If the largest possible districts yield the strongest gerrymandering and the smallest possible ones allow for no gerrymandering at all, you might guess that making districts smaller makes gerrymandering harder. Chen’s data suggests that, in swing states at least, this guess is right: States with more legislators per capita, like Minnesota, display less evidence of gerrymandering than big-district states like Michigan.
Smaller legislative districts would have other healthy effects, too. The average Wisconsin Assembly candidate raised $33,000 in campaign money in 2014—sofa-cushion change by federal election standards but enough to deter many potential candidates without rich-person connections. If our state legislature had 300 assembly reps instead of 99, every town of 20,000 could have its own legislator. An ordinary person with some standing in the community would have a real chance, and, if she won, that ordinary person could spend her two-year term legislating instead of frantically scrabbling for re-election funds. If more people have the chance to vote for someone who lives in their own town, you’d expect higher turnout, too.
Enlarging state legislatures obviously wouldn’t do anything to solve the problem of gerrymandering U.S. congressional seats (though lots of people think the House of Representatives, too, should be a lot larger). There are also real obstacles even if we do stick to the state level. In some states, Wisconsin among them, increasing the size of the legislature would require amending the state constitution. Incumbent legislators also have an obvious disincentive to dilute their own power by crowding the chamber. Not least, a 300-person Wisconsin Assembly would be expensive and complicated to run.
And what about the big states? To have one representative for each 3,000 Californians, the legislature would need 13,000 members. Guess what—there are people who think that’s not insane! John Cox, a San Diego businessman and conservative gubernatorial candidate, is pushing a statewide ballot measure to create an 8,000-member assembly. Each of the 80 current districts would have 100 representatives, who would select one of their number to go to Sacramento and be a full-time legislator. But all bills would be voted on by all 8,000 representatives. And if the group of 100 soured on their chosen captain, they could call for a recall at any time by majority vote. There are probably a million reasons this California plan is a lousy idea, but the scientist in me would love to see the experiment carried out.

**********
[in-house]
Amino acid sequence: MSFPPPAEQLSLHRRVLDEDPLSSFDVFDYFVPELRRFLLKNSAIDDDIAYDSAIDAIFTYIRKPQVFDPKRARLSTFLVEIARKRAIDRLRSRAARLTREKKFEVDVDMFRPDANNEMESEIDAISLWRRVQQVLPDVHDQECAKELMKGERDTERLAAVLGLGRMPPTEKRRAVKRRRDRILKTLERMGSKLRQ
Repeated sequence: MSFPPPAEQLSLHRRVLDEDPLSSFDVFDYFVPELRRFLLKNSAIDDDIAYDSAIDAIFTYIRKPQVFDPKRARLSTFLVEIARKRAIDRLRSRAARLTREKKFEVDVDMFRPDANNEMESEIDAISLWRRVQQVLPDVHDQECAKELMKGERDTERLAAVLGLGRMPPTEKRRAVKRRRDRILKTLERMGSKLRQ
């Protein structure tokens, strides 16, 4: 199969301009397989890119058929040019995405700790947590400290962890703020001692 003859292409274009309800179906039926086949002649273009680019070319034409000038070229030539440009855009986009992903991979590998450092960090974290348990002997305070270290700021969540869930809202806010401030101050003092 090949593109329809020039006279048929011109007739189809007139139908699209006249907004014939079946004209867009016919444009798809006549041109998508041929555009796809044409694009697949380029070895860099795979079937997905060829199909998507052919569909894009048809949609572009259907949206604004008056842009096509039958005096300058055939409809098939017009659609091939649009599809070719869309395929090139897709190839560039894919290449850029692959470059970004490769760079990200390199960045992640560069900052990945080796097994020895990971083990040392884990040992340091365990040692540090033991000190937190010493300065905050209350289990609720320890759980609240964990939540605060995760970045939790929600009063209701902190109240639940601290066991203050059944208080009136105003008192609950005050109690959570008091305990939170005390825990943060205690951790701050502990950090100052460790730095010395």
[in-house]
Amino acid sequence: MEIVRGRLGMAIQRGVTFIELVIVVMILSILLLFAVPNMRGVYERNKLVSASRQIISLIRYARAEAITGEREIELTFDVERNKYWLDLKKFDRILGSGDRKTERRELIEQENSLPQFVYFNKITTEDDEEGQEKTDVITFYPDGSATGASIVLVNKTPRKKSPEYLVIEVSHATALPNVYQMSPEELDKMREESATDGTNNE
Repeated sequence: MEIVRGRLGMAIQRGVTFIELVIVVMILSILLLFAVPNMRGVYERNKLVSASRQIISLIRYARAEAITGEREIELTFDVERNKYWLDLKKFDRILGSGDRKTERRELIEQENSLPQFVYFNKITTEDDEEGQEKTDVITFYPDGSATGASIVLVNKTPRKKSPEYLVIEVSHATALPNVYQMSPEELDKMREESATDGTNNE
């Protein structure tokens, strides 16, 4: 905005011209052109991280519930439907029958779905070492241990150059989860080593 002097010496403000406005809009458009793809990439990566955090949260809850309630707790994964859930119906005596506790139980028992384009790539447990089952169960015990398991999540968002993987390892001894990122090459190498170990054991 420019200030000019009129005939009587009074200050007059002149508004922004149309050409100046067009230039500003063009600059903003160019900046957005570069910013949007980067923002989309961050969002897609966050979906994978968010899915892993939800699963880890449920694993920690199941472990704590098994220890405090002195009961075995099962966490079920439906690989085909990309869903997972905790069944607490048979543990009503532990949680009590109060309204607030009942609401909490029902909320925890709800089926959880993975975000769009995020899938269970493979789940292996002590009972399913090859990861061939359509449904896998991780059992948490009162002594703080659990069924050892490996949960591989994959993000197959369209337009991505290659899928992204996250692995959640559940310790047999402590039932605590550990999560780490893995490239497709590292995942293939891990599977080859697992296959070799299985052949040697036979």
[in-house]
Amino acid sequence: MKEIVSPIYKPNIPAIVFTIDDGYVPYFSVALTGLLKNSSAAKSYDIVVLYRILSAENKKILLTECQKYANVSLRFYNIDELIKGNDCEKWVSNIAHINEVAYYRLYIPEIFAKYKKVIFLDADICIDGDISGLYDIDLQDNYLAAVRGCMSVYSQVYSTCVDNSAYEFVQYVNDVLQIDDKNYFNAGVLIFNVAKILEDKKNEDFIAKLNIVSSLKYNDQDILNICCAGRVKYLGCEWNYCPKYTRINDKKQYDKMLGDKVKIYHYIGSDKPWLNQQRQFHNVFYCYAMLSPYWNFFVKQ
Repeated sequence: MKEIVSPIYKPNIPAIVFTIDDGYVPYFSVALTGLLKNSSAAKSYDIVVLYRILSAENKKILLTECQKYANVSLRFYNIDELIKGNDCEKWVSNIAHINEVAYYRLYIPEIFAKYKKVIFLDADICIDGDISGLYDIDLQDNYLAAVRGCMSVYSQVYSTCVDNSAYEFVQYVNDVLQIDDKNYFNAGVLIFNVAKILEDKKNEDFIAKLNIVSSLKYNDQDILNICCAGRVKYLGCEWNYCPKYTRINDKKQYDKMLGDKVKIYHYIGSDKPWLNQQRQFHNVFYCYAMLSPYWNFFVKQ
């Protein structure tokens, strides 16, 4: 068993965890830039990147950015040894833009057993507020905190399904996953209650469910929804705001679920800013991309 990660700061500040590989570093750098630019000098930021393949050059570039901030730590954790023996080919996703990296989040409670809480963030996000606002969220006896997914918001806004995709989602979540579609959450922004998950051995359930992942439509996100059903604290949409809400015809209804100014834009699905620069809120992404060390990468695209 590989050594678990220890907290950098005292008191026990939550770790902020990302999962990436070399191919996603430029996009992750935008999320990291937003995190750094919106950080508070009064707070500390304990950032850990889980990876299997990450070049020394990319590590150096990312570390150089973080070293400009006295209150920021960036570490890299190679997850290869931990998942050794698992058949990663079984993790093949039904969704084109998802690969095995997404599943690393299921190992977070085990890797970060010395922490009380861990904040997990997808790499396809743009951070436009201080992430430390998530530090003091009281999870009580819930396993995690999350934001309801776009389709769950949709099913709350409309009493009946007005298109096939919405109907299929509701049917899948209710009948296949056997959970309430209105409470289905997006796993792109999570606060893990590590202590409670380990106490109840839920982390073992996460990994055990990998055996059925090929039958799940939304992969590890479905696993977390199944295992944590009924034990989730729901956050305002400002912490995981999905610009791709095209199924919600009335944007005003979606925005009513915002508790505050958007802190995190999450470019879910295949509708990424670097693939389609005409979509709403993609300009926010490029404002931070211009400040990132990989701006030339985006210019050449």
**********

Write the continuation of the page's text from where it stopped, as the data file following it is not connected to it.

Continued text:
There’s one more problem with the big-statehouse solution to gerrymandering. Under the current system, the legislature can dilute the electoral power of a college town by, for instance, pasting on an adjacent chunk of mining country that’s just large enough to give the district a Republican lean. Let’s say you break the college town off from the miners; that gives you two districts, one Democratic and one Republican, each one rock solid for its party. Keep going, and the original big magenta district becomes a patchwork of red and blue tracts, like a blurry image that resolves into focus as you load it.
Gerrymandering requires competitive districts; you pack the opposition voters into a few districts where they have a supermajority, leaving yourself a small edge in the ones that remain. What Chen finds is that bigger legislatures protect against gerrymandering precisely because smaller districts are more homogeneous, and thus more likely to be uncompetitive. As civic-minded people, we want lots of vigorously contested elections, district maps that don’t rig the game in favor of one party, and elections carried out without the constant intervention of the courts. We might have to settle for two out of three.